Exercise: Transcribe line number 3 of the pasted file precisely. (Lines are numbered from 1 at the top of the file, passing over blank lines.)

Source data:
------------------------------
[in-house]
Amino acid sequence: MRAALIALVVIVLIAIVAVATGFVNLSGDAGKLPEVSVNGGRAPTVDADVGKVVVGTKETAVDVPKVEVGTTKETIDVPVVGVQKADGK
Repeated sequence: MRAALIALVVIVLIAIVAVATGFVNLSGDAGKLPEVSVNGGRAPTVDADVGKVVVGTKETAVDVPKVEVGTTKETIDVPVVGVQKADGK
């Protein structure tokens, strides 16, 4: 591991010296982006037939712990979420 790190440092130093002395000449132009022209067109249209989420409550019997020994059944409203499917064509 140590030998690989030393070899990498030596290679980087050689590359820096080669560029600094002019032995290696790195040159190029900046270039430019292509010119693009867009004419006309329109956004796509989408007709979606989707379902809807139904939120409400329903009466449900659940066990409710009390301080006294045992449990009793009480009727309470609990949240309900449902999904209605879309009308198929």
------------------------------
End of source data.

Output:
Repeated sequence: MRAALIALVVIVLIAIVAVATGFVNLSGDAGKLPEVSVNGGRAPTVDADVGKVVVGTKETAVDVPKVEVGTTKETIDVPVVGVQKADGK